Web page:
and treating them as equivalent through an additional table in the database.
A test file in the CSR is defined as any file which can be used for conversion accuracy and software validation.
The files are uploaded and verified through the UNIX File command and against the file extension entry in the CSR
database. Additional file validation has been performed semi-automatically by NARA using GTRI (Georgia Tech
Research Institute) File Type Identifier [5].
The CSR also contains information about the software, operating system, software interface and scripts to
execute the software. The scripts are important for the automating conversions with the 3
rd
party software and can be
implemented using AutoHotkey scripts (Windows), AppleScript (Mac) or one of a variety of scripting languages for
Unix. Each software package requires more than one script depending on the complexity of accessing 3
rd
part
software functionality. In general, the following script types are present in the CSR: ‘Convert’ for a full conversion
from file A to the final product B, ‘Monitor’ for monitoring software behavior and ‘Kill’ for terminating the
software in unexpected circumstances. Script headers are standardized with up to four lines with Software name and
version, software domain (image, 3d, document, etc.), and input/output formats. The order of execution of the scripts
is managed by the conversion service (i.e. Polyglot). The information loss due to file format conversions is
measured externally by different techniques within the NCSA file-to-file comparison framework (called Versus).
The comparison is relevant to the software domain, for example for 3D applications surface area or spin images are
used and the loss (0-100 range with 100 representing no loss) for a particular software-conversion pair is stored in
the database. The information loss also represents edge weights to Input/Output (I/O) Graph [2], a simple workflow
used for finding the shortest conversion path.
The CSR is written as a web service. It consists of three main components: Query, Add, and Edit. In the Query

mode users can a) view list of all software packages with their conversion options, b) select subsets of software in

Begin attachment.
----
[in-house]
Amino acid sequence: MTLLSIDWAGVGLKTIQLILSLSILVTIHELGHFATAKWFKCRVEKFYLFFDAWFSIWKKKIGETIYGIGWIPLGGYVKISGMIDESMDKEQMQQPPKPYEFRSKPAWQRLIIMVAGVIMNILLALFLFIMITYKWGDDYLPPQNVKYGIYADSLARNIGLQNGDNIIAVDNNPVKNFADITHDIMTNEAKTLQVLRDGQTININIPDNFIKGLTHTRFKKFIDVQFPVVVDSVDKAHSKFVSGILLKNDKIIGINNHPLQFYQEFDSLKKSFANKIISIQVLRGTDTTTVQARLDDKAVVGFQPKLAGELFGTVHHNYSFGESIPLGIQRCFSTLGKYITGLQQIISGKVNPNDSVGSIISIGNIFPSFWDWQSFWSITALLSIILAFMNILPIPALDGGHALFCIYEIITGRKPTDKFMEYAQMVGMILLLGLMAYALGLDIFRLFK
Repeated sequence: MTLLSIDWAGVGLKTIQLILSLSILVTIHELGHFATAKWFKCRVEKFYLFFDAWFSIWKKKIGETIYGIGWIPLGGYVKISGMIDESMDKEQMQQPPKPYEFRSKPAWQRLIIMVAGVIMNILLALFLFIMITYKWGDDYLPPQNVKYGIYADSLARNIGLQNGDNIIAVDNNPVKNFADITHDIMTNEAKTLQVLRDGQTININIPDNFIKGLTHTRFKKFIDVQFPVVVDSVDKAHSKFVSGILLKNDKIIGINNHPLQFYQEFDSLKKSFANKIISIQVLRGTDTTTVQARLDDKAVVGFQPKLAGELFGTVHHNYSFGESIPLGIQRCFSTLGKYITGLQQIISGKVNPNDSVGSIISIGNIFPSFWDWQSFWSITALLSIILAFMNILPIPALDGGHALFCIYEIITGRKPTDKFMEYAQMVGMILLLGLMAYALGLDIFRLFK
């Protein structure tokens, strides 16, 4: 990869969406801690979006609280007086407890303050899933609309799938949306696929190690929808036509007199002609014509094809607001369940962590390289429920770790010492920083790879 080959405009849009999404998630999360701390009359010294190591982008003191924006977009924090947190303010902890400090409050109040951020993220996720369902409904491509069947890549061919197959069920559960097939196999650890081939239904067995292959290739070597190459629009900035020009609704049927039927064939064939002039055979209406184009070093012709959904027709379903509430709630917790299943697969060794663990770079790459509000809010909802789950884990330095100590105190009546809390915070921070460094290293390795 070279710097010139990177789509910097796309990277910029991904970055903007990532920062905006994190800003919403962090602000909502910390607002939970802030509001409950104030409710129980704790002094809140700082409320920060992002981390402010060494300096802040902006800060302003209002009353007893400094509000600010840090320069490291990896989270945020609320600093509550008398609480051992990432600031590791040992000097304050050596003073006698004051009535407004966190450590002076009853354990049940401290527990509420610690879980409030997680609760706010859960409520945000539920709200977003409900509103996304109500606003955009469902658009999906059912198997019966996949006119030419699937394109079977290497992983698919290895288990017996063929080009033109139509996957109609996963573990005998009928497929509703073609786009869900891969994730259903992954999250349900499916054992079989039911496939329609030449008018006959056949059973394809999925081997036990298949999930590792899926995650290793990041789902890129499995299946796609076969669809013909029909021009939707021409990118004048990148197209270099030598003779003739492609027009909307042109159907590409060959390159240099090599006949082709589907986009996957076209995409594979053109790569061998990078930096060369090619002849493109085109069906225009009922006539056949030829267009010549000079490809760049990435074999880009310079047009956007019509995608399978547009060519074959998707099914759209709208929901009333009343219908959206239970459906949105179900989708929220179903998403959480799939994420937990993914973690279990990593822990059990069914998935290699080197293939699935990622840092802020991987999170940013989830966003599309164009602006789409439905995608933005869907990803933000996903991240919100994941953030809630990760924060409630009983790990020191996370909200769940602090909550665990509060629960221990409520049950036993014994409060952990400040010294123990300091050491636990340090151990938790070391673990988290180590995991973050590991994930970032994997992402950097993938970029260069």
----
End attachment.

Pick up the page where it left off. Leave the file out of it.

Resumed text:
the I/O-Graph, c) search the database by conversions (see Figure 2 left), software, extensions, MIME and PUID. The
I/O-Graph contains all information about installed applications and the conversions they allow. The JAVA applet
front end is part of the CSR web visualization interface. Section Add
allows users to add new software packages
with their conversion capabilities and upload the software scripts to automate them (Figure 2 right). The last section,
Edit
is designed for adding detailed information about the software, extensions and for uploading the test files. CSR
requires users to login for adding and editing. The web fields are searchable ‘as one types’ with options being
presented to the user.
3. Summary
The CSR is part of a broader initiative to understand and solve the file format conversions problem. We
designed a system for documenting all software packages with such functionalities and adding services for finding
conversion paths under different constraints (i.e., the shortest path, the path with minimum information loss) as well
as a system for making the automated file format conversion easier. The main purpose of the CSR is to provide an
information repository for a new generation of scalable, multi-OS Polyglot conversion service framework.

Figure 1. The CSR pseudo-tables block design. The CSR includes information about software, file formats, software
scripts and quantitative conversion measures, as well as the information about test files.


Figure 2. Left: The CSR web interface showing a conversion query to find the shortest conversion path between the
two formats entered. The single and multiple path conversions are listed alphabetically. Right: A form for inserting
software information.

Acknowledgement
This research was partially supported by a National Archive and Records Administration (NARA) supplement to
NSF PACI cooperative agreement CA #SCI-9619019.

References
[1] The Strategic Plan of the National Archives and Records Administration (NARA) 2006-2016, Preserving Past to
Protect Future 2006, URL
http://www.archives.gov/about/plans-reports/strategic-plan/


[2] K. McHenry and P. Bajcsy, “Key Aspects in 3D File Format Conversions,” Meeting of the Society of American
Archivists and the Council of State Archivists, 2009, August 11, Austin, TX

[3] Global Digital Format Registry Data Model, 2009, http://www.gdfr.info/docs/GDFR-data-model-5_0_8.pdf;
Wotsit.org, the file and data format resource, 2010, URL:
http://www.wotsit.org/


[4] PRONOM is a resource registry (information) about the file formats, software products and other technical
components, 2006, URL
http://www.nationalarchives.gov.uk/aboutapps/pronom/puid.htm


[5] W. Underwood, “Extensions of the UNIX file command and magic file for file type identification”, Technical
report ITTL/CSITD 09-02, Georgia Tech Institute, 2009, URL: http://perpos.gtri.gatech.edu/publications/index.htm